Get Drugs Cheap!

September 18th, 2013

A prescription discount card that could save you an average of 45 percent on many medications and cover your eyes, ears, and even your pooch?

At no cost to any resident of our fair burg? You can use it instead of your regular insurance drug card if it gives you a better deal? And you can use it not only in town but also across the state and the country?

Too good to be true?

Nope. It’s legit, and you’ll be receiving it in the mail in two weeks.

The city has joined others across the state in introducing this new prescription discount card, hoping in particular to help the non-insured and the underinsured, including immigrants.

Mayor John DeStefano as he rolled out the new card initiative in front of Kawa Chan’s East Rock Pharmacy on Orange Street at a press conference Tuesday afternoon.

The Connecticut Council of Municipalities (CCM) teamed up with a company called ProAct, Inc to create the card. The savings come because ProAct has a bulk purchasing deal with pharmacies and pharmaceutical companies. Since the ProAct discount means more people get their prescriptions filled, the stores and drug companies benefit by an increase in business, with no added cost to municipalities, explained CCM CEO Jim Finley.

Chan’s is one of 24 pharmacies currently participating in New Haven. That number is growing, according to Finley.

“Basically bulk purchases are working for our benefit,” DeStefano said.

The cards will be mailed to every resident in town, regardless of citizenship or immigration status, the mayor said. The card’s discounts are available to other species as well: pet owners can use the cards to get cheaper drugs for their ailing dogs and cats.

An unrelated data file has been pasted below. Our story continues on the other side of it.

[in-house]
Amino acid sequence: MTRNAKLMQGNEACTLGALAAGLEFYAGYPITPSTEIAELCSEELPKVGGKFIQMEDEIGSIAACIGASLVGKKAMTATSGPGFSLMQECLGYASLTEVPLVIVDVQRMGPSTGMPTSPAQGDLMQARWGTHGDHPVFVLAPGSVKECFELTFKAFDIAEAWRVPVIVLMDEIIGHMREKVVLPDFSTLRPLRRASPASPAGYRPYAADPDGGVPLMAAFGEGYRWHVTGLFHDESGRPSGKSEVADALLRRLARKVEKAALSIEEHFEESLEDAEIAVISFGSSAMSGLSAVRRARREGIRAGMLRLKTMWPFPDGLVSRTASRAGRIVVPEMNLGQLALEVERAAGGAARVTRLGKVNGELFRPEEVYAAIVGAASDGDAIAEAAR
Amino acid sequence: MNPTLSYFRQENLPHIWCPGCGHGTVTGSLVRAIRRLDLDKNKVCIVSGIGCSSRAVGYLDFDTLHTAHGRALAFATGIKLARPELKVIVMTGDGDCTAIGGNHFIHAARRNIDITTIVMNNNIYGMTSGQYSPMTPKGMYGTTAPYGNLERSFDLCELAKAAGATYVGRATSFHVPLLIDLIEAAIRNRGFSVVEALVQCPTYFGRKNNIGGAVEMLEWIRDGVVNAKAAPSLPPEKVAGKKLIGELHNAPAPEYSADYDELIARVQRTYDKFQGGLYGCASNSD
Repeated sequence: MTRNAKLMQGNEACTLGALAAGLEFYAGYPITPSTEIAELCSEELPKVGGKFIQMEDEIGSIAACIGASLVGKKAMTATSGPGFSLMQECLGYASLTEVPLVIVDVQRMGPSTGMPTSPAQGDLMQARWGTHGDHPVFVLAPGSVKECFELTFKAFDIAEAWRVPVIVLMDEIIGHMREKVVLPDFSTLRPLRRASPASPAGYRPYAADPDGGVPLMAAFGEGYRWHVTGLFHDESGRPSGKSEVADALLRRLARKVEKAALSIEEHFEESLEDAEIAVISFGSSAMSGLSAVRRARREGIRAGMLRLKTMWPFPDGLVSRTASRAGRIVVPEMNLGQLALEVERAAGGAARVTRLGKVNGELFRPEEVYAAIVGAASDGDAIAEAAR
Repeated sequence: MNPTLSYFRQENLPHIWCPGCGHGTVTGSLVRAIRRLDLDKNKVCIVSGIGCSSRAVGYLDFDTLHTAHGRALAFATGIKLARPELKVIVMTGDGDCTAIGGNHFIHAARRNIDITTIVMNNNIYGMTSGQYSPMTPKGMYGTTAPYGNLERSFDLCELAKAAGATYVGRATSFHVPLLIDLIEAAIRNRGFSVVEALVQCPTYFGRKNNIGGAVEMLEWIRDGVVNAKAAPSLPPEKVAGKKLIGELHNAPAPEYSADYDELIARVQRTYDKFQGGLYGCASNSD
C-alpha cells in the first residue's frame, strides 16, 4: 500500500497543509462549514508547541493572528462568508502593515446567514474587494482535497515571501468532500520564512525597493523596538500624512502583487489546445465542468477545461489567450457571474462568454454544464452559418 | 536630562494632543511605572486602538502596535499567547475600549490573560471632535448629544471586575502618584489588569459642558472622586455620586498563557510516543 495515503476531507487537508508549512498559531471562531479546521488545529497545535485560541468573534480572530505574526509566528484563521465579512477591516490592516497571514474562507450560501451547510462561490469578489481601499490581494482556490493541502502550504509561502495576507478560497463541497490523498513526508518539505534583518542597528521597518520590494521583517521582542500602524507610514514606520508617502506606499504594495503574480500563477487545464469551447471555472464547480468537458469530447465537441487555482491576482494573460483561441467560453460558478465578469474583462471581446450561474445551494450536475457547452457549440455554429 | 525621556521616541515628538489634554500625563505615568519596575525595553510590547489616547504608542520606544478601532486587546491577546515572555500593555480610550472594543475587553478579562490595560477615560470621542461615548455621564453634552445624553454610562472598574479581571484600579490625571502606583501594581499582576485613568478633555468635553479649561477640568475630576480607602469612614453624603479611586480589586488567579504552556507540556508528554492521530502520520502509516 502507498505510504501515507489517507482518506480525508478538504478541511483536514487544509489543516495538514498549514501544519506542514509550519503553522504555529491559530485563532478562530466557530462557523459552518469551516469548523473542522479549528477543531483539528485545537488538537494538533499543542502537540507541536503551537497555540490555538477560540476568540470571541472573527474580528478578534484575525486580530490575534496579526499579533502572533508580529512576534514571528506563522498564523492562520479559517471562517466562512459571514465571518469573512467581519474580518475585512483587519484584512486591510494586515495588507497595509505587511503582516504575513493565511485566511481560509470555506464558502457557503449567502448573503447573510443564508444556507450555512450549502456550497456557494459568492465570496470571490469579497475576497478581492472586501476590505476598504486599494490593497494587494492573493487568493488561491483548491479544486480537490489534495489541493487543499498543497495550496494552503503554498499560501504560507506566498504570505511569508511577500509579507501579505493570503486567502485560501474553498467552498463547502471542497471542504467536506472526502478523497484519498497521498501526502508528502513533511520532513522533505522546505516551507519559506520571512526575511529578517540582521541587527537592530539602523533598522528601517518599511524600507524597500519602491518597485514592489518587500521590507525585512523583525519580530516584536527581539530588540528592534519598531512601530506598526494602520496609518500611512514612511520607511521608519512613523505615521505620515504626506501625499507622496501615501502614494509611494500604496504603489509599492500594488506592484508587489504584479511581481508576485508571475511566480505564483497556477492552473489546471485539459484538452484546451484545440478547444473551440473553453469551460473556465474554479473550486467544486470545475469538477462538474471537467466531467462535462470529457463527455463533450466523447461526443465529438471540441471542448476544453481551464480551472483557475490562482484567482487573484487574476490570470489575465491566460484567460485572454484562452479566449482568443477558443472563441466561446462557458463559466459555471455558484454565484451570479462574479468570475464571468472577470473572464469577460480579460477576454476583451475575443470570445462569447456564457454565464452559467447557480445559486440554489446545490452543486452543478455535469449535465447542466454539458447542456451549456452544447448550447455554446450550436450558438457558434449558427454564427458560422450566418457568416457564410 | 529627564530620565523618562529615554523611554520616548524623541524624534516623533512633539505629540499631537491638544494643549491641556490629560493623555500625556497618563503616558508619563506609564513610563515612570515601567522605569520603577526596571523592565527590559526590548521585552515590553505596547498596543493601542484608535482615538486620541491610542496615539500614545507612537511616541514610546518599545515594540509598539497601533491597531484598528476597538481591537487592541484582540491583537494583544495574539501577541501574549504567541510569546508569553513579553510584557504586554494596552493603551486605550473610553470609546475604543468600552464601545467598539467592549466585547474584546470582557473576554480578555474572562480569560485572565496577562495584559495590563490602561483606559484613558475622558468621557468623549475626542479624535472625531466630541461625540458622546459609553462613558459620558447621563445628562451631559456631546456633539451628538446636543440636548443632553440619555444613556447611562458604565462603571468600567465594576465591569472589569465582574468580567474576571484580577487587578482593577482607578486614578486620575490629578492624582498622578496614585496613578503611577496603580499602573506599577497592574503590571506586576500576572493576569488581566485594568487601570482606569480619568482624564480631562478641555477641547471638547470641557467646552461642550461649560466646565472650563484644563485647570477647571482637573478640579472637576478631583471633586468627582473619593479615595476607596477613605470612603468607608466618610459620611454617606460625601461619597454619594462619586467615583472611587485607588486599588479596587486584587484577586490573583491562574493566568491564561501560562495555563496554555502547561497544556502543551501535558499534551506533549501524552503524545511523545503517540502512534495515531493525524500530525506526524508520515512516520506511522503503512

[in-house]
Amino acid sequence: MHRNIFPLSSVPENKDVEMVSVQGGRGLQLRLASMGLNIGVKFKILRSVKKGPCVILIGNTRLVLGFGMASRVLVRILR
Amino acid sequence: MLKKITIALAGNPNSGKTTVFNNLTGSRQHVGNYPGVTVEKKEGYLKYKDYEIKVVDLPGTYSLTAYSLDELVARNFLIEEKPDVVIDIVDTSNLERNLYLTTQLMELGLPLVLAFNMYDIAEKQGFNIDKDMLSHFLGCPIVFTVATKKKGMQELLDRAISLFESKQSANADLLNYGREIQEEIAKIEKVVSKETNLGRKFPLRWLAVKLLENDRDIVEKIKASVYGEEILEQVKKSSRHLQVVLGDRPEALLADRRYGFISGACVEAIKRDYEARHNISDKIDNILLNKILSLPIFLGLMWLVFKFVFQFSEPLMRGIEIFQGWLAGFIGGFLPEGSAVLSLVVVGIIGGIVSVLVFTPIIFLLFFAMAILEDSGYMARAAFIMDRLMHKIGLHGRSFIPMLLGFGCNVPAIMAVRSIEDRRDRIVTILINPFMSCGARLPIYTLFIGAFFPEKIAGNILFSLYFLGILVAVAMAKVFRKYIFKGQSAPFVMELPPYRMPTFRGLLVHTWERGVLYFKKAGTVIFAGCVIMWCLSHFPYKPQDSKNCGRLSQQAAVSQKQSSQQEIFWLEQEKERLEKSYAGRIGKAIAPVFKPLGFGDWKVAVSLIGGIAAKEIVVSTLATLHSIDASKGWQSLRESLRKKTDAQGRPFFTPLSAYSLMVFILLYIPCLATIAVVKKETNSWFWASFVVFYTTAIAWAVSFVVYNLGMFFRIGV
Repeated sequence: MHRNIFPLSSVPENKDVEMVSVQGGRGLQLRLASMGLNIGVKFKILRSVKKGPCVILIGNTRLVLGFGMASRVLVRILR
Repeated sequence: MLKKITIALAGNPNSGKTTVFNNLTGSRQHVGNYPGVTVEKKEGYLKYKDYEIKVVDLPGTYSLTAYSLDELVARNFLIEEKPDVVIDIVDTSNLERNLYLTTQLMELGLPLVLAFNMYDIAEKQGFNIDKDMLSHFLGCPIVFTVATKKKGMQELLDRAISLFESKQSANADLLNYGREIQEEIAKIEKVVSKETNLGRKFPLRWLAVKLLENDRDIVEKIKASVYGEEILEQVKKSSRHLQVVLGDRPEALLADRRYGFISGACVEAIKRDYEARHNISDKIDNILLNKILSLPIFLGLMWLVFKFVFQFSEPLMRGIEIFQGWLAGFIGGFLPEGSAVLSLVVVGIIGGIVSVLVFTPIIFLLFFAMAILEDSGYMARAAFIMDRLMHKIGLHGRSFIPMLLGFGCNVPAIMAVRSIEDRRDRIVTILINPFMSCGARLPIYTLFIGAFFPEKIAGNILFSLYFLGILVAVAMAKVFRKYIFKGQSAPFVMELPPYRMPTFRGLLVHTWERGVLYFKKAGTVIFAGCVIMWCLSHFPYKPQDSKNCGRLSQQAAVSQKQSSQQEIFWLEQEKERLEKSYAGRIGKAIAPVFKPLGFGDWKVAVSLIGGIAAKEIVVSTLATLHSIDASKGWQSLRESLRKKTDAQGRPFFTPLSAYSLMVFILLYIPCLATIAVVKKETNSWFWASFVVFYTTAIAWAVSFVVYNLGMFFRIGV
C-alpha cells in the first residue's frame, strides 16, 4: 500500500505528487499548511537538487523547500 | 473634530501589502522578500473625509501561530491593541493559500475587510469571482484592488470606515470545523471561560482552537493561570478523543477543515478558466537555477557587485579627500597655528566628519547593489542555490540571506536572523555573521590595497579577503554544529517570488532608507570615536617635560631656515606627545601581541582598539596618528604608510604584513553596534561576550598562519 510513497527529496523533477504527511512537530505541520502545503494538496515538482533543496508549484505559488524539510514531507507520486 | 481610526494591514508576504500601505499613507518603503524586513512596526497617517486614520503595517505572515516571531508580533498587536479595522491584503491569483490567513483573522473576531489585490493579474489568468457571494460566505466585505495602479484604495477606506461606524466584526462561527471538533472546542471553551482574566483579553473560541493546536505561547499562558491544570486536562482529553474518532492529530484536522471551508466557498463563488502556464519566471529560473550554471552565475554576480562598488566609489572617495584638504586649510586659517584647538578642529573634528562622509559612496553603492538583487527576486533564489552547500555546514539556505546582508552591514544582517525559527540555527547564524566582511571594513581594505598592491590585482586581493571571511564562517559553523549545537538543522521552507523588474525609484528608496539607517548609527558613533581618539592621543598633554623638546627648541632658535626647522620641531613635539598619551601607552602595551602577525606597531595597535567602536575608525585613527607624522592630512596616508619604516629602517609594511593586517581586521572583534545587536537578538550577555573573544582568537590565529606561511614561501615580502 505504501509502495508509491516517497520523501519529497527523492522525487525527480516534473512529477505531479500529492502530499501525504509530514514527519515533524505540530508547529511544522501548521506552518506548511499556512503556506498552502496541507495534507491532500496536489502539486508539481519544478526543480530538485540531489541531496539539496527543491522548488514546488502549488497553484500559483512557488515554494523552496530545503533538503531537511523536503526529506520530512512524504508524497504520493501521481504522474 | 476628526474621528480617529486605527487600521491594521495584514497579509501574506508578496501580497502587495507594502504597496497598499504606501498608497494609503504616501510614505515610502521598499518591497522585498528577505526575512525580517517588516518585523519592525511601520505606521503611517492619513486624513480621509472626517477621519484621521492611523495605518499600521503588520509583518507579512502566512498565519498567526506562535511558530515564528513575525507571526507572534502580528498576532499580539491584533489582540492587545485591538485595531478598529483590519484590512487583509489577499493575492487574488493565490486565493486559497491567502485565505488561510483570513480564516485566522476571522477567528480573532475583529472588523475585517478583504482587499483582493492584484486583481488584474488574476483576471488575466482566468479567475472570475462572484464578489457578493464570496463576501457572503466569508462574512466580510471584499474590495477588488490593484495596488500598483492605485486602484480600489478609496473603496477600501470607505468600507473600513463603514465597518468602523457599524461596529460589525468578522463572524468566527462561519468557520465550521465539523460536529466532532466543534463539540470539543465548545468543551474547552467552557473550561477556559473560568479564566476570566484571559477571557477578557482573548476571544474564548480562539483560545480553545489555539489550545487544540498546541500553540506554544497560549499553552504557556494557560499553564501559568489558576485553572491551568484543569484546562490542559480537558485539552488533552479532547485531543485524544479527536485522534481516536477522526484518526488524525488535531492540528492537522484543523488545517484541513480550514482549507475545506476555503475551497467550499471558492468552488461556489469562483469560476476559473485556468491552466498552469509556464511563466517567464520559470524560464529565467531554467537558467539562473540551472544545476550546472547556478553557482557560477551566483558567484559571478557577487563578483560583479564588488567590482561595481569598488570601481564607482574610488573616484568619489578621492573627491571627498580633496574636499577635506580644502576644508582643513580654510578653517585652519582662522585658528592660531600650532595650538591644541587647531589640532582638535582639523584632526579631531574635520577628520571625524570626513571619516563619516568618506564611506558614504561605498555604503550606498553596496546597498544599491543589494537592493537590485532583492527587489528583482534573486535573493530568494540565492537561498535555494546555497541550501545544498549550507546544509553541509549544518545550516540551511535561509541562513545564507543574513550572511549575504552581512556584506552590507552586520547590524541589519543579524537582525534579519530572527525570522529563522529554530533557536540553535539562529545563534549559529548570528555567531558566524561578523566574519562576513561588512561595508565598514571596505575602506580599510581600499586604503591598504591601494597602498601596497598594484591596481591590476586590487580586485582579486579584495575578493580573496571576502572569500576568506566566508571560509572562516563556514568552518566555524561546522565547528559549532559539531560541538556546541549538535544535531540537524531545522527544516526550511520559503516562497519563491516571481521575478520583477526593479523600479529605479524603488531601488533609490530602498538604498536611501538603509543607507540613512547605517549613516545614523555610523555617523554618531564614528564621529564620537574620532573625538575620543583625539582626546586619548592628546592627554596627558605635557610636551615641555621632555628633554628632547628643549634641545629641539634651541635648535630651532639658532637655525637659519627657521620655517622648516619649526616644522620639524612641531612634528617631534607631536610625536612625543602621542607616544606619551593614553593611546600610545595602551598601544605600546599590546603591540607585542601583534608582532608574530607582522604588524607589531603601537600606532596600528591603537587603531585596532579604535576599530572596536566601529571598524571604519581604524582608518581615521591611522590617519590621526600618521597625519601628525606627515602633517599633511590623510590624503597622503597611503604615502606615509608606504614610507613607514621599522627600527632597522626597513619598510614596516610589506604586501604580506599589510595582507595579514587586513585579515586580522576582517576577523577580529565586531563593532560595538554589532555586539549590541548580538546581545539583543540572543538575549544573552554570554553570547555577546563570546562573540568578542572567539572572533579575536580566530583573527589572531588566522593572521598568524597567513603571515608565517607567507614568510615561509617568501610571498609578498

“This promotes the health of city residents, so we avoid urgent care [for many of the uninsured] whose costs are passed on to taxpayers,” the mayor added.

Finley (pictured with the mayor) said New Haven is the largest city to join thus far. He said he expects all municipalities to sign on to the program, which has been percolating for a year in the Nutmeg State but has been operational in other states for several years.

You receive your card—or go online and print your own—and then go in to fill a prescription and maybe get some hearing and eye care covered.

You present your New Haven Prescription Discount Card to a pharmacist like Chan’s. If you have another prescription card, you can ask him to run the transaction with both, to see on which card you get the better deal.

If you’re one of the 360,000 people in Connecticut (10 percent of the population) with no insurance, you now have a drug discount card to use.

The program is in essence paid for by the pharmaceutical companies who will sell more prescriptions if they see more customers, said Finley. “The beauty of the program is there’s no paperwork and no cost to municipalities.”

“We see it as big,” predicted Chan.

If you absolutely can’t wait, you can print out your new discount card online by going to ProAct’s site here.

For a list of the 646 pharmacies statewide, including New Haven’s Walgreens, Rite Aids and Visels, as well as the 63,000 nationwide where you can get your drugs while traveling, click here.

City health chief Mario Garcia, who was on hand for the event Tueday. He praised the prescription discount card initiative. “This program will help those uninsured,” and those who remain uninsured in town after the roll-out of the state’s official health exchange under the Affordable Care Act, he said.

The official exchange, AccessCt., is open for business as of Oct.1.

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Anyone regardless of age or income can participate. No eligibility requirements.

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